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What is 'Accounting Profit'

Accounting profit is a company's total earnings, calculated according to generally accepted accounting principles (GAAP). It includes the explicit costs of doing business, such as operating expenses, depreciation, interest and taxes.

Accounting profit differs from economic profit in that accounting profit only represents the monetary expenses a firm pays and the monetary revenue it receives; it tends to be higher than economic profit since it omits certain implicit costs, such as opportunity costs.

BREAKING DOWN 'Accounting Profit'

Accounting profit can be thought of as bookkeeping profit. It is the net income earned by a company after subtracting all dollar costs from its total revenue. Accounting profit is derived by preparing and analyzing a company's income statement.

How to Calculate Accounting Profit

For example, a company operates in the manufacturing industry and sells widgets for $5. It sells 2,000 widgets in January for a total monthly revenue of $10,000. This is the first number entered into its income statement. The cost of goods sold (COGS) is then subtracted from revenue to arrive at gross revenue. If it costs $1 to produce a widget, the company's COGS would be $2,000, and its gross revenue would be $8,000, or ($10,000 - $2,000).

After calculating the company's gross revenue, all operating costs are subtracted to arrive at the company's operating profit, or earnings before interest, taxes, depreciation, and amortization (EBITDA). If the company's only overhead were a monthly employee expense of $5,000, its operating profit would be $3,000, or ($8,000 - $5,000). Once a company derives its operating profit, it then assesses all non-operating expenses, such as interest, depreciation, amortization, and taxes.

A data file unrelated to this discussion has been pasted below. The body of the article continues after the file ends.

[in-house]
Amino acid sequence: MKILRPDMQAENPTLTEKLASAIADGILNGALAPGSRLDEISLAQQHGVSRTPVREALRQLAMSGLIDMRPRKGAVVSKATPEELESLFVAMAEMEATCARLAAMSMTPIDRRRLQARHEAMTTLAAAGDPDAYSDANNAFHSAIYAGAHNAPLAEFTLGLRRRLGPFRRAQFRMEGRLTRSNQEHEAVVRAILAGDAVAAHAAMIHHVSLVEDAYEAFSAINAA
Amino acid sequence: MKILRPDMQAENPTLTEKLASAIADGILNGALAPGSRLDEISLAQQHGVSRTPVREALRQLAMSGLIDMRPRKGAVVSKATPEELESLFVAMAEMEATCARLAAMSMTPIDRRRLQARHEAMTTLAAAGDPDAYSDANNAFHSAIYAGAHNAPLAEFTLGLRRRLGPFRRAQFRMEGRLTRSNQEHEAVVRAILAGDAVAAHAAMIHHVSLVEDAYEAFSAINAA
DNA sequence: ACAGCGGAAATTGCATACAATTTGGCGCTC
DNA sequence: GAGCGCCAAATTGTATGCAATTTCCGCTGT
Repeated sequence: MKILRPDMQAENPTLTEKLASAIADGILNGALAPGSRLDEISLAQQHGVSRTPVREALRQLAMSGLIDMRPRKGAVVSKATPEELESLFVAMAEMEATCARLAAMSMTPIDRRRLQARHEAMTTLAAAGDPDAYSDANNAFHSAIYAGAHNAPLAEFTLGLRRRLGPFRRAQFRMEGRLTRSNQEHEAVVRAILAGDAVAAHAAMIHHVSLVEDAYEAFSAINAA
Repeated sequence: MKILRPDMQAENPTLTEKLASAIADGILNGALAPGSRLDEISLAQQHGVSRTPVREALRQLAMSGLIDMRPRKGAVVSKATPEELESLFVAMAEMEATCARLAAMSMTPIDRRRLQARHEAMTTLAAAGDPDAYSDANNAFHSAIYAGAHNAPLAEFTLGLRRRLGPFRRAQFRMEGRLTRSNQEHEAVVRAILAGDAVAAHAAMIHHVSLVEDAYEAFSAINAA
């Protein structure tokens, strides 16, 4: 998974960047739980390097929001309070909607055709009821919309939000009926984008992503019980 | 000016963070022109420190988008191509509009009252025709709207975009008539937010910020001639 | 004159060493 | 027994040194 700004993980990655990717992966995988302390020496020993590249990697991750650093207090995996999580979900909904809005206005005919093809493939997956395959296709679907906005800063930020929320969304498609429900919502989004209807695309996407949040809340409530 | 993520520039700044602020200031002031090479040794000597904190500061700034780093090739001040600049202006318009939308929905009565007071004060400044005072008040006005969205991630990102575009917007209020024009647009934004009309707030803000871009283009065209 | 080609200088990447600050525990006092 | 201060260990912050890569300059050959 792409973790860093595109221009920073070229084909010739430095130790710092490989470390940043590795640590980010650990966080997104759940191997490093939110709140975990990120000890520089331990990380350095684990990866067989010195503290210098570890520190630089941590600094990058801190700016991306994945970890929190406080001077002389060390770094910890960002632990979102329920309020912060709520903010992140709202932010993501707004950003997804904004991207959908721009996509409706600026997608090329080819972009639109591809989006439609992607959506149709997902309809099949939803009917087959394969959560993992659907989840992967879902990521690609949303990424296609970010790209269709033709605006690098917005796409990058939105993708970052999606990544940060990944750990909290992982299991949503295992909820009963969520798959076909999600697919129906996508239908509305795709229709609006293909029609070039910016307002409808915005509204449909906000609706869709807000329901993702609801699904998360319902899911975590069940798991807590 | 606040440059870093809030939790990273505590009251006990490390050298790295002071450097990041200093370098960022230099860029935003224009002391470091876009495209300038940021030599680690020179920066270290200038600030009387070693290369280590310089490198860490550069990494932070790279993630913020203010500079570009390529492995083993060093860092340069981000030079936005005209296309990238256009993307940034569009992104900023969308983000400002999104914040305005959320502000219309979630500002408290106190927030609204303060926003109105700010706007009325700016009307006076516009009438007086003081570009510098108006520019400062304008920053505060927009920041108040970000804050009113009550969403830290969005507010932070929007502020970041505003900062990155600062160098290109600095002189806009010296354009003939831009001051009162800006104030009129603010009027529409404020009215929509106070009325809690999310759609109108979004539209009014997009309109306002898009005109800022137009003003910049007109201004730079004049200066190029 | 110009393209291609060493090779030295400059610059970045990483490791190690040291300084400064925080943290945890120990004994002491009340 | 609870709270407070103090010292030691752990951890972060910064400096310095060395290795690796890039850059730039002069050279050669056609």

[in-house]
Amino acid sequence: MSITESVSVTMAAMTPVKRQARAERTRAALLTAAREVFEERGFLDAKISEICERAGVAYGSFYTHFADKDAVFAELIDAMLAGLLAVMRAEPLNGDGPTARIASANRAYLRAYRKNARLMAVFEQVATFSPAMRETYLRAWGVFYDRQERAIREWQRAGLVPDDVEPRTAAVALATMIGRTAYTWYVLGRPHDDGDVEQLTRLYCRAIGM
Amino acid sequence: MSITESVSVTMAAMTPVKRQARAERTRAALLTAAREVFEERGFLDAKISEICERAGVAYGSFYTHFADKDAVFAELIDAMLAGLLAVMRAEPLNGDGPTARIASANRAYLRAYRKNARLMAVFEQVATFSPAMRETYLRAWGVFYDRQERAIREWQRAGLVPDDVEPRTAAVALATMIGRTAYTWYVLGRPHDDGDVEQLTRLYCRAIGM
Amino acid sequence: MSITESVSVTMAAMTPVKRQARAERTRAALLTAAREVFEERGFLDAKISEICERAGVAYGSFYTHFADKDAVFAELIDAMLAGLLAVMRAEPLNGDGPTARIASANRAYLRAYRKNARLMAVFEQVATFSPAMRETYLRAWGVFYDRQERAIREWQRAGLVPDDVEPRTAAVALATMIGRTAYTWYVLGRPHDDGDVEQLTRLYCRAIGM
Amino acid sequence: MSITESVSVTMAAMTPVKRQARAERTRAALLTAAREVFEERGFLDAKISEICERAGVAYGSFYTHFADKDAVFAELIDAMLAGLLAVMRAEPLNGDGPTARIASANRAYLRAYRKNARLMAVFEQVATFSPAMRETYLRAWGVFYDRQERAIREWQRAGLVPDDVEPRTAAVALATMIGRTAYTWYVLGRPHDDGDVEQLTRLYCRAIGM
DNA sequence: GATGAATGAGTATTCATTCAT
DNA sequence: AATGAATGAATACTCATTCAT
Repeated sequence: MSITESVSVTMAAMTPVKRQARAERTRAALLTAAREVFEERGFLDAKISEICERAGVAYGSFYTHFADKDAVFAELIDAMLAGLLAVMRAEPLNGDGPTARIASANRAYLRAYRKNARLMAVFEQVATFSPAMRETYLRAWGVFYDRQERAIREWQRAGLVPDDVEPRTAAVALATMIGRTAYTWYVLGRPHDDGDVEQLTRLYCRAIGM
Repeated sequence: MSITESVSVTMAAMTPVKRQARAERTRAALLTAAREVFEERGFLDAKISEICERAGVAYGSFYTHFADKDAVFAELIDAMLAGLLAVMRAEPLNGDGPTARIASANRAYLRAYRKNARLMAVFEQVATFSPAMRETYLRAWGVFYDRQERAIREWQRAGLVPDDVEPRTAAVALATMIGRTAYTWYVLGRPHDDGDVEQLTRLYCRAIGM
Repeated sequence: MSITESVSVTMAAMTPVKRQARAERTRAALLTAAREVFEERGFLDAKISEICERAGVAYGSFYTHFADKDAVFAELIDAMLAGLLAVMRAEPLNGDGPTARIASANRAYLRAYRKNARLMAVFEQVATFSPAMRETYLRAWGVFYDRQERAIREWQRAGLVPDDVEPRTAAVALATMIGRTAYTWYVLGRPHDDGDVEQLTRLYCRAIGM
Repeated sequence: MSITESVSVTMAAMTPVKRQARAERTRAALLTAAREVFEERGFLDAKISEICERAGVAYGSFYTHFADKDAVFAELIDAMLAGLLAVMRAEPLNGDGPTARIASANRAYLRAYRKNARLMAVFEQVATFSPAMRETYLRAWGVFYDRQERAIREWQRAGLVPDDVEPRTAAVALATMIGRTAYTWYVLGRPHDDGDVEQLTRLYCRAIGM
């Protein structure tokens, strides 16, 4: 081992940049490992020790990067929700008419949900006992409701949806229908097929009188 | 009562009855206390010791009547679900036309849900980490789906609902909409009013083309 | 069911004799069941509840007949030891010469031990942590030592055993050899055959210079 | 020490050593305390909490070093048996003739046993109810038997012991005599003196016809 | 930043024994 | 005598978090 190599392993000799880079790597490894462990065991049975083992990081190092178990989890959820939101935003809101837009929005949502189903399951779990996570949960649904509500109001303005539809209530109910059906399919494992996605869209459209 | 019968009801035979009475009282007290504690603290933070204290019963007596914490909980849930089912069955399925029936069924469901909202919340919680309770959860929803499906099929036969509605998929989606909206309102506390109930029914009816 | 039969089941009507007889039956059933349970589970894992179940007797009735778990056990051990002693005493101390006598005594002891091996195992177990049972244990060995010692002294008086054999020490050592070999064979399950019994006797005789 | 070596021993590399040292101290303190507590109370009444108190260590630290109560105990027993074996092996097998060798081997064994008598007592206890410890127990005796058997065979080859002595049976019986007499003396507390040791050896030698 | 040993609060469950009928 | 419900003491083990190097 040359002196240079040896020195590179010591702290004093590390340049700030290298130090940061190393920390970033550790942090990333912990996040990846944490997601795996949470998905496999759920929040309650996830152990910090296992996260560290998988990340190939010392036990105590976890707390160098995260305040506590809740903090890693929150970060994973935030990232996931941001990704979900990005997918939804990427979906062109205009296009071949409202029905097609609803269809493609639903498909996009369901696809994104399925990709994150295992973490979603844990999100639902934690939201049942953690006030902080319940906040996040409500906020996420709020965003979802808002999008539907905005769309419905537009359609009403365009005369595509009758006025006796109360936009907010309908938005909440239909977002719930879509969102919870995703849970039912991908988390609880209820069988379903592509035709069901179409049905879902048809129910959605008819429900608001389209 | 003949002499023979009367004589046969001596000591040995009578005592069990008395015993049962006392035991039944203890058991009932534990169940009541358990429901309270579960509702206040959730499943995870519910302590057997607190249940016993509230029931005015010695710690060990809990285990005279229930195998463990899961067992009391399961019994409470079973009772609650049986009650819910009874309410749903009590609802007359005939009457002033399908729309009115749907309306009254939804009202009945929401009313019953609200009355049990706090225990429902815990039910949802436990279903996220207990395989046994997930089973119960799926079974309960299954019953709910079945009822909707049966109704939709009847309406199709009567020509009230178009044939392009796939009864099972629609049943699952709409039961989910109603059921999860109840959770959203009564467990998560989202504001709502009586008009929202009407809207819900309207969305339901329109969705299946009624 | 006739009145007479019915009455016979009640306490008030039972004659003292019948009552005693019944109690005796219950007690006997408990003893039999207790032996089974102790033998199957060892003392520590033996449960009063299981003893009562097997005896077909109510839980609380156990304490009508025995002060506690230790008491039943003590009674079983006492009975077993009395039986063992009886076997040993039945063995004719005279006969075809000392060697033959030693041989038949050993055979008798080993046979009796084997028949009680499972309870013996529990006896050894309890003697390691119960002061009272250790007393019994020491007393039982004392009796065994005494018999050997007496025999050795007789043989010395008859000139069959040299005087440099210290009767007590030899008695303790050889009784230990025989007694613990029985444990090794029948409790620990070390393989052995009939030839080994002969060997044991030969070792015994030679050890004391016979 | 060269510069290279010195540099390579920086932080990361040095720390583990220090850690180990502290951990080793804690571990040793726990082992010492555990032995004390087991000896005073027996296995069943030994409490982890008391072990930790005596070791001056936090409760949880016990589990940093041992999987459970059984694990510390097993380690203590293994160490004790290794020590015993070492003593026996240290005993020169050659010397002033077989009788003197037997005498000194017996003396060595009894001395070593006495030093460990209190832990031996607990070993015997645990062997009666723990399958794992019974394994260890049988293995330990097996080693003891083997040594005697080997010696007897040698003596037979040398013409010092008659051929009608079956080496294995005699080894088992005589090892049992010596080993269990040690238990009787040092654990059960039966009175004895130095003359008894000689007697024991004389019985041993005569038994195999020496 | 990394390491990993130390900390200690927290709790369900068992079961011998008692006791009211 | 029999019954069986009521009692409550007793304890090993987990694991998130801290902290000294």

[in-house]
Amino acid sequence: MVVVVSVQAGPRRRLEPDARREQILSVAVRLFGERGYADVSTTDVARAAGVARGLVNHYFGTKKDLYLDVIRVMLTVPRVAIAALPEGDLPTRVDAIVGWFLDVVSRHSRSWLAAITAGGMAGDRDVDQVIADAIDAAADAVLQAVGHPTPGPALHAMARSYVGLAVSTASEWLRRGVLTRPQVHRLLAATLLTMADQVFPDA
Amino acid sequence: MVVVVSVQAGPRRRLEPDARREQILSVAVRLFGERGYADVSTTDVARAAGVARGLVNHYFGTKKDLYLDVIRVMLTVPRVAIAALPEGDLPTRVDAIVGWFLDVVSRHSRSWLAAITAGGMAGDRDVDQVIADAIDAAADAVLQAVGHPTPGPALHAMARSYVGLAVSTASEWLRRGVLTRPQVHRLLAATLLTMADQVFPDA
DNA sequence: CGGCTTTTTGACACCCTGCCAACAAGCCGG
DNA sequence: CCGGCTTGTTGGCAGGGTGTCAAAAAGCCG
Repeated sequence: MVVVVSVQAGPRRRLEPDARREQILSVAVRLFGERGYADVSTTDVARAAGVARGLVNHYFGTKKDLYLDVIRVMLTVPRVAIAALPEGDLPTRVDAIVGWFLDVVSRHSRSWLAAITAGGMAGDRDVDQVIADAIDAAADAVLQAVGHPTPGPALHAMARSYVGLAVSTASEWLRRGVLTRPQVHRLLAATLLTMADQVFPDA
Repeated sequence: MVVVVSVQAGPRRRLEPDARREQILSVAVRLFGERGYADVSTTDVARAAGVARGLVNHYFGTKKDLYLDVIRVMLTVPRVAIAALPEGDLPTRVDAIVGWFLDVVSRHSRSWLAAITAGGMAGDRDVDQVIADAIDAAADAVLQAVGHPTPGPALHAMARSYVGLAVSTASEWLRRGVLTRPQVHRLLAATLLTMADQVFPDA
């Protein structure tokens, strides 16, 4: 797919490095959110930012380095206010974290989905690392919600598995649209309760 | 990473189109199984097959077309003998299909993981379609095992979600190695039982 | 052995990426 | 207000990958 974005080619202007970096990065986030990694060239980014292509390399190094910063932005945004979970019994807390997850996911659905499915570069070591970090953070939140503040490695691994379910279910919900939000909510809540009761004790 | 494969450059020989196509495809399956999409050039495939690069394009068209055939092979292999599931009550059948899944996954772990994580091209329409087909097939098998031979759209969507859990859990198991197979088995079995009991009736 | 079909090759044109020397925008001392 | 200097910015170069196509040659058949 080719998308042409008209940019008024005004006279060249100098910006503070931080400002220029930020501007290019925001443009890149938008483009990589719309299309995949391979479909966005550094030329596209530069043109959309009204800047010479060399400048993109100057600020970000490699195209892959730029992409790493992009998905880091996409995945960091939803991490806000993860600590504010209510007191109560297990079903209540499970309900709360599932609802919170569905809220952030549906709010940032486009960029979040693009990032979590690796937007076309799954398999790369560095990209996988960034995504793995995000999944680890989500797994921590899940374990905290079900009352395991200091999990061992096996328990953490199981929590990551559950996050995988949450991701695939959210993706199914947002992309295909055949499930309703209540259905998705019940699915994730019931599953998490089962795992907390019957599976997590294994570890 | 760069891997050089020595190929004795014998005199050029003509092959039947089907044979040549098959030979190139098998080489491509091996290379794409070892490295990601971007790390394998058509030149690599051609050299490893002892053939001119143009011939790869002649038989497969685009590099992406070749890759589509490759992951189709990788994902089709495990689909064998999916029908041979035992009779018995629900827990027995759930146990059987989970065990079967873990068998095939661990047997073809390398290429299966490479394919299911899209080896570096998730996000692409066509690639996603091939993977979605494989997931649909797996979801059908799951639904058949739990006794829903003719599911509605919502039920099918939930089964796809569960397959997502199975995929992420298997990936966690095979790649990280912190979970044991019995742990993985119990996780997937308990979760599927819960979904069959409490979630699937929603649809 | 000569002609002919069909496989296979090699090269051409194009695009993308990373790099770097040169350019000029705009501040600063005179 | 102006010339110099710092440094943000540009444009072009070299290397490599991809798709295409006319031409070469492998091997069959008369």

In this example, the company has no debt but has depreciating assets at a straight line depreciation of $1,000 a month. It also has a corporate tax rate of 35%. The depreciation amount is first subtracted to arrive at the company's earnings before taxes (EBT) of $1,000, or ($2,000 - $1,000). Corporate taxes are then assessed at $350, to give the company an accounting profit of $650, calculated as ($1,000 - ($1,000 * 0.35).

Difference Between Accounting Profit and Economic Profit

Accounting profit only deals with explicit costs that require direct payment. Economic profit, on the other hand, includes implicit costs, which are the various opportunity costs a company incurs when allocating resources elsewhere.

For example, if a person invested $100,000 to start a business and earned $120,000 in profit, his accounting profit would be $20,000. Economic profit, however, would add implicit costs, such as the opportunity cost of $50,000, which represents the salary he would have earned if he kept his day job. As such, the business owner would have an economic loss of $30,000 ($120,000 - $100,000 - $50,000).

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